ICMCTF2016 Session TS2-2: Thermal Spray Technologies and Coatings

Friday, April 29, 2016 8:00 AM in Room Sunrise

Friday Morning

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8:00 AM TS2-2-1 Microstructure and Properties of Plasma Spray- Physical Vapor Deposition (PS-PVD) Coatings
Bryan Harder (NASA Glenn Research Center, USA)

A new processing method called Plasma Spray-Physical Vapor Deposition (PS-PVD) has been developed to fill the gap between conventional thermal spray processes and vapor phase methods. This technology allows for the deposition of advanced materials as either thin, dense coatings or vapor-deposited columnar microstructures by changing the processing conditions. PS-PVD operates in the range of 1-5 mbar and can deposit coatings from 10-500 microns thick with high throughput over large areas. Coating material can be vaporized and incorporated into the gas stream, allowing for some non line-of-sight deposition. The materials flexibility and microstructural variability make this technique attractive for a wide range of applications including solid oxide fuel cells and gas sensors, but the main focus will be on materials for turbine engine hot section components. Materials processing-property relationships for thermal and environmental barrier coatings deposited using the PS-PVD facility at NASA Glenn Research Center will be discussed in the context of microstructure, phase and crystallinity, thermal conductivity, erosion, and mechanical properties. In addition, the deposition of composite coatings and metastable oxide states will also be explored with potential applications.

8:40 AM TS2-2-3 Fe-based Amorphous Coatings: Structures, Properties and Applications
Lin Liu (Huazhong University of Science and Technology, China)

Bulk metallic glasses (BMGs), also called amorphous alloys, have totally different structure from the conventional crystalline metals and are well-known for their high strength and high hardness, large elastic limits, and, in particular, for their outstanding corrosion and wear resistance. During the past several decades, despite the understanding on the formation and microstructure, as well as the mechanisms related to their unique mechanical properties have achieved great progress, industrial applications of BMGs are still very scant due to mostly the poor ductility at room temperature. In contrast, amorphous coatings based on BMG systems have received increasing attention and interest in recent years because of the combination of the excellent properties inherited from the bulk glassy alloys and the potential engineering applications for amorphous coatings. In this talk, we will report the the recent progress of amorphous coatings made in the author’s group, including fabrication, microstructure, and properties of Fe-based amorphous coatings, and the enhancement of bonding strength and impact tolerance of the coatings by structure modifications. In addition, we will also briefly talk about the foreseen potential applications of this new type of advanced materials.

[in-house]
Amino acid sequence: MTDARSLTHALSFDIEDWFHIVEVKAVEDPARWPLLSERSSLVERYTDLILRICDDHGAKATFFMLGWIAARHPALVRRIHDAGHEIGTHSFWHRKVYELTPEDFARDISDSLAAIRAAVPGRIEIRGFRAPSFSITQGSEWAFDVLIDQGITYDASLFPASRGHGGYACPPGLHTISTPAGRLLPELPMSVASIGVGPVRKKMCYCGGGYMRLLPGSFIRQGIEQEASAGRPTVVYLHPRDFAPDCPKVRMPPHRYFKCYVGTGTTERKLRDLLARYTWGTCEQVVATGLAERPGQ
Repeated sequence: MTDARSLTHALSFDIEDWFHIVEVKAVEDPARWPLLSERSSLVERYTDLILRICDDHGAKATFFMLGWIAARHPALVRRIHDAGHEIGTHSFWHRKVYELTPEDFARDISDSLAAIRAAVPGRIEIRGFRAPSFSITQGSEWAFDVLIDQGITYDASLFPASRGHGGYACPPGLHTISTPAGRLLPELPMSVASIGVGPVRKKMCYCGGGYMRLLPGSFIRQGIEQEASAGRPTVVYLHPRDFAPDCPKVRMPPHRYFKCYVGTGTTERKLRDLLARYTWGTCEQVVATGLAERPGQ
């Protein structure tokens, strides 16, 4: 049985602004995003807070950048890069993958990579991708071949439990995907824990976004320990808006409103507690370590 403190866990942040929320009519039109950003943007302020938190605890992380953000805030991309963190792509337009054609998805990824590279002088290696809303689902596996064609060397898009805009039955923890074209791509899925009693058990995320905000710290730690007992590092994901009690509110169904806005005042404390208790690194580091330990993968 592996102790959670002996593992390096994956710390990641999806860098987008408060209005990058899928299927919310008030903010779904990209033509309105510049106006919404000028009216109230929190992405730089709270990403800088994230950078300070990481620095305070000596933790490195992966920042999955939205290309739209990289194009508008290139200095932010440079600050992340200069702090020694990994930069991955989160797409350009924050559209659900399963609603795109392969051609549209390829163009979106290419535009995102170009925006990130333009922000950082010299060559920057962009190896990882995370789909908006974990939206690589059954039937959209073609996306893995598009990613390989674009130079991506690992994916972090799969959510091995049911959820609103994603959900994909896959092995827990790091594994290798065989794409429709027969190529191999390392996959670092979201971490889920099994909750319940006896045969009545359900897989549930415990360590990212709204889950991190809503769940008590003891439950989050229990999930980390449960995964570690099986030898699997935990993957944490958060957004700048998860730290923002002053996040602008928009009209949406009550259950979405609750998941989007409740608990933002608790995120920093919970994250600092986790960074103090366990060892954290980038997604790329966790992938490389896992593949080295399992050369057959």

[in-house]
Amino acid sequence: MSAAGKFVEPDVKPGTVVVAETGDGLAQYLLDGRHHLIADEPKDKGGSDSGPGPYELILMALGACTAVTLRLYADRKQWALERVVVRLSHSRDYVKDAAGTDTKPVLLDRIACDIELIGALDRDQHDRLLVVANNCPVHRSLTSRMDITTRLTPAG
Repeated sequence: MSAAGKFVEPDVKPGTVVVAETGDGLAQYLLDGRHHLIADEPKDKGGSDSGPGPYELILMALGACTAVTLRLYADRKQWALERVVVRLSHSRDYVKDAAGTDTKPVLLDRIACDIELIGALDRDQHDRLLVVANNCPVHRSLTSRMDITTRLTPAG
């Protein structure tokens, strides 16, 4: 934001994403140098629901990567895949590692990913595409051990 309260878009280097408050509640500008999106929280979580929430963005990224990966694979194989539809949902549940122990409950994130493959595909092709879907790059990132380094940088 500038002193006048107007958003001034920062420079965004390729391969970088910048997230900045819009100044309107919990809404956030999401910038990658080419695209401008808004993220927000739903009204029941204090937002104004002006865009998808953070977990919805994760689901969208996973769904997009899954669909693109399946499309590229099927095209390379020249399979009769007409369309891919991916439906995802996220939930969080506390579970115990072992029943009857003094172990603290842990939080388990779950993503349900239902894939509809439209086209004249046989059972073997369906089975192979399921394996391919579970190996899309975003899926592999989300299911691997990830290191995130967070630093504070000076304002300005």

9:00 AM TS2-2-4 HVOF Chrome Replacement Coating - Effect of Process Conditions
Satish Dixit (Plasma Technology Inc., USA); Rashmi Dixit (DRS Research, USA)

WC-10Co-4Cr chrome replacement coatings were deposited by two different HVOF coating techniques namely JP 5000 and JetKote. In this study, effect of process conditions and feedstock materials on coating micro-structure and composition was studied. Plasma diagnostics was employed in order to assess the particle state during coating process and its effect upon subsequent coating characteristics. Coatings were also characterized using X-ray diffraction, SEM-EDS analysis and ASTM B 117 corrosion testing.

9:20 AM TS2-2-5 Sliding Wear Resistance of WCCoCr HVOF Coatings Obtain From Different Grain Size
Aleksander Iwaniak, Daniel Michalik, Jakub Wieczorek, Barbara Iwaniak (Silesian University of Technology, Poland)

In this work sliding wear resistance of WCCoCr thermal sprayed coatings obtain from different grain size was examined. The layers applied on flat samples using two types of powders: conventional grain size of 25 µm and an ultra-fine, nanostructured grain size <10 microns. As counter samples were used ball made from different materials: hard solid ceramics (SiC) and carbon-graphite impregnated with resin. The condition of the surface of the specimens and counter specimens was determined before and after tribological tests (3D laser profilometry, SEM, EDS). Tested coatings from ultrafine power proved to have higher wear resistance than the coating from conventional powder.

Financial support by The National Centre for Research and Development (NCBiR) in Warsaw, Poland - Project No INNOTECH-K2/IN2/2/181798/NCBR/13 is gratefully acknowledge.
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